Development of Vocational Skills Through Integration of Practical Training Periods in School Based Vocational Education in Norway

  • Torgeir NyenEmail author
  • Anna Hagen Tønder
Part of the Technical and Vocational Education and Training: Issues, Concerns and Prospects book series (TVET, volume 29)


In this chapter, we discuss how vocational learning is influenced by different ways of integrating practical training periods in vocational education and training (VET). Our theoretical perspective – learning as participation and gradual integration in a community of practice – is inspired by situated learning theory (Lave J, and Wenger E. Situated learning: legitimate peripheral participation. Cambridge University Press, Cambridge, 1991). Taking part in daily work in a workplace is central to the development of vocational skills and a vocational identity. However, a high degree of exposure to occupational challenges and real-life demands does not necessarily stimulate the development of vocational skills and a vocational identity in all situations. We identify four different models of practical training, differentiated on the basis of two main dimensions. The first dimension is related to the degree of shielding from demands and expectations from real customers and users, and the second relates to the experienced relevance of practical training to the particular vocation the student is pursuing. The empirical context of our discussion is initial VET at the upper-secondary level in Norway. Within the so-called ‘2 + 2’ model, 2 years of school-based education is followed by 2 years of apprenticeship training. The focus of the chapter is on the organisation of practical training during the first and second school-based years in VET (which are known by the acronyms Vg1 and Vg2). Structural changes in upper-secondary VET in Norway, following the introduction of the Knowledge Promotion Reform in 2006, have led to fewer and broader VET programmes and increased the distance between the vocational courses offered in schools and the occupations that students will later practise in the workplace (Nyen T,and Tønder AH, Fleksibilitet eller faglighet? En studie av innføringen av faget prosjekt til fordypning i Kunnskapsløftet. Fafo-rapport 2012:47, Fafo, Oslo, 2012). A new school subject introduced with the reform, the ‘in-depth study project’ (renamed since 2016 – and referred to in this chapter – as ‘vocational specialisation’) was intended to provide opportunities for vocational specialisation within the broad courses offered in schools. Our chapter is based on a longitudinal qualitative study of the development of vocational skills, identity and motivation and how these factors are influenced by experiences from practical training received through the subject ‘vocational specialisation’. The longitudinal study is supplemented by survey data about training practices within school-based VET.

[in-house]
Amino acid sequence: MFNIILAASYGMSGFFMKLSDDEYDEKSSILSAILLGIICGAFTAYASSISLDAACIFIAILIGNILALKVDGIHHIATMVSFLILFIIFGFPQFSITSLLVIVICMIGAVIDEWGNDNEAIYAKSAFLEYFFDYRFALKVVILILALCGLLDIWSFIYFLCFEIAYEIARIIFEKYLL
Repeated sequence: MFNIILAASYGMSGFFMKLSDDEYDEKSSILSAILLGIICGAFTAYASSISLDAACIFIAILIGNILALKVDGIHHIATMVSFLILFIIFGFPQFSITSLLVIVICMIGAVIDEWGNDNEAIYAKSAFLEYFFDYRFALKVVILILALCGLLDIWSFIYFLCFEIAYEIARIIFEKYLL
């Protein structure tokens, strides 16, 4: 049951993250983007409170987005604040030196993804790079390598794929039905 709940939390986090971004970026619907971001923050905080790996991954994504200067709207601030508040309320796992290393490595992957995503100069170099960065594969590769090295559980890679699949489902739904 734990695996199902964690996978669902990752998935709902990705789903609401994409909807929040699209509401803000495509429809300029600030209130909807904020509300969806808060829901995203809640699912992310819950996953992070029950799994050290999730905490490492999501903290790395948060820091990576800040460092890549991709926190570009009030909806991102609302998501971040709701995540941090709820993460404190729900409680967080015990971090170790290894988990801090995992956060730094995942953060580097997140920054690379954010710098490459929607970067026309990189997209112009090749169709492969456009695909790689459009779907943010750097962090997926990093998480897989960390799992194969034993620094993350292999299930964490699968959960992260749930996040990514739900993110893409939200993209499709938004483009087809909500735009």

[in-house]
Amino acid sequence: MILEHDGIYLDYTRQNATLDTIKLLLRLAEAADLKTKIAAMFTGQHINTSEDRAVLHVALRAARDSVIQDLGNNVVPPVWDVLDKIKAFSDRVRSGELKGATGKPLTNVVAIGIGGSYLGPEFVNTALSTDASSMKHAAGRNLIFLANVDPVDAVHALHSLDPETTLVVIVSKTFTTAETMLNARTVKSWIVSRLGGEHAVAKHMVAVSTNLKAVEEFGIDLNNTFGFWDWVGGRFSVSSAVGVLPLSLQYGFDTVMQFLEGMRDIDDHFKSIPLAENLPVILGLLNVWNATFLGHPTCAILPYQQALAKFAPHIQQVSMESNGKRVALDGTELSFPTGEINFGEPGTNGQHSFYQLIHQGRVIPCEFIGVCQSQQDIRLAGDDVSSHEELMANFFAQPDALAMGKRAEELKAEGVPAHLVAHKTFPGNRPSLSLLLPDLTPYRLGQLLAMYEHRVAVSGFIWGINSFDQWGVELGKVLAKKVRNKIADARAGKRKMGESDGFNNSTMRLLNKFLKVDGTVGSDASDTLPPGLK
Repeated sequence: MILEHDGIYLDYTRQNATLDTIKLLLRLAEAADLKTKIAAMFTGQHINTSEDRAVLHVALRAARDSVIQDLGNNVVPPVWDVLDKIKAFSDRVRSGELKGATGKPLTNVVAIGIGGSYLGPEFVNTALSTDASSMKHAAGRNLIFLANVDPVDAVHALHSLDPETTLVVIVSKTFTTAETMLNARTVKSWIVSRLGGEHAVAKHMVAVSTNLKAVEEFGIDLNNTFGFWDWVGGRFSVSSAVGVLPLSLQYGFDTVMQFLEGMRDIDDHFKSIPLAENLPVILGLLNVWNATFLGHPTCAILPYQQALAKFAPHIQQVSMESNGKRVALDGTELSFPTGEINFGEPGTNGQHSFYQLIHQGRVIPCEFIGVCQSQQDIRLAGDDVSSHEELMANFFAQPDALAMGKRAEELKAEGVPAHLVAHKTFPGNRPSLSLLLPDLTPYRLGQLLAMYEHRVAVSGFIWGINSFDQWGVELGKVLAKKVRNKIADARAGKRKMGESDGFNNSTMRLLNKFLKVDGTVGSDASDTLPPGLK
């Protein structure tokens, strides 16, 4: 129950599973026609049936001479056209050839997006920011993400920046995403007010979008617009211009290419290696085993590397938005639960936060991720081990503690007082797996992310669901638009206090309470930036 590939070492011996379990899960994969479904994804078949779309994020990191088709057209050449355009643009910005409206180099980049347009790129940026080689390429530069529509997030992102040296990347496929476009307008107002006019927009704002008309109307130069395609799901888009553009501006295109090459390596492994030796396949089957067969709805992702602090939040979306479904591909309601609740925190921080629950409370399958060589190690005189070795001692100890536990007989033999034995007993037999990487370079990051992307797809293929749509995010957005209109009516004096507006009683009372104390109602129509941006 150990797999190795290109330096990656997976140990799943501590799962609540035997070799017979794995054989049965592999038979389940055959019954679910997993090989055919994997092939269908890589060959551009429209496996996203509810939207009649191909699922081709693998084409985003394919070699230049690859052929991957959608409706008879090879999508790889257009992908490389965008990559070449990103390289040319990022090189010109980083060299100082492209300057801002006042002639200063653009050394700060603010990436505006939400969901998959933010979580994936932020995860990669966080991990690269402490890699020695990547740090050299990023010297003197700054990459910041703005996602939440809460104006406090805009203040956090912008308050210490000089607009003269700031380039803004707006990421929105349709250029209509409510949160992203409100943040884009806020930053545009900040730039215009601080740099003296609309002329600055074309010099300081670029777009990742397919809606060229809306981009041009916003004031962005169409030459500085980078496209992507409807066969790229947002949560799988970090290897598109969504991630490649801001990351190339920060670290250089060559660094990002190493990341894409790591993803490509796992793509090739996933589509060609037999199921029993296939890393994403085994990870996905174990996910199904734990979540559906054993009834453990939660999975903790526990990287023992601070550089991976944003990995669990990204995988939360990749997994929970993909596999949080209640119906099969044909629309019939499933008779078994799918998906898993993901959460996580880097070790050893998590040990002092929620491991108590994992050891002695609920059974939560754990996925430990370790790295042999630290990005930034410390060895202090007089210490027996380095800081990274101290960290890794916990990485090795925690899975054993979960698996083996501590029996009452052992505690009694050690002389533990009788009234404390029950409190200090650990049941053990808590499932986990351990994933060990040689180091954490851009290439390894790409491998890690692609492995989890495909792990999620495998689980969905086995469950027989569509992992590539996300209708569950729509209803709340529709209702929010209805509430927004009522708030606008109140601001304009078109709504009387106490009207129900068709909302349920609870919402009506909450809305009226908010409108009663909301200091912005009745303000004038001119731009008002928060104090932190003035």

VET Workplace learning Vocational specialisation Dual system Vocational skills 


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© Springer Nature Singapore Pte Ltd. 2018

Authors and Affiliations

  1. 1.Fafo Institute for Labour and Social ResearchOsloNorway

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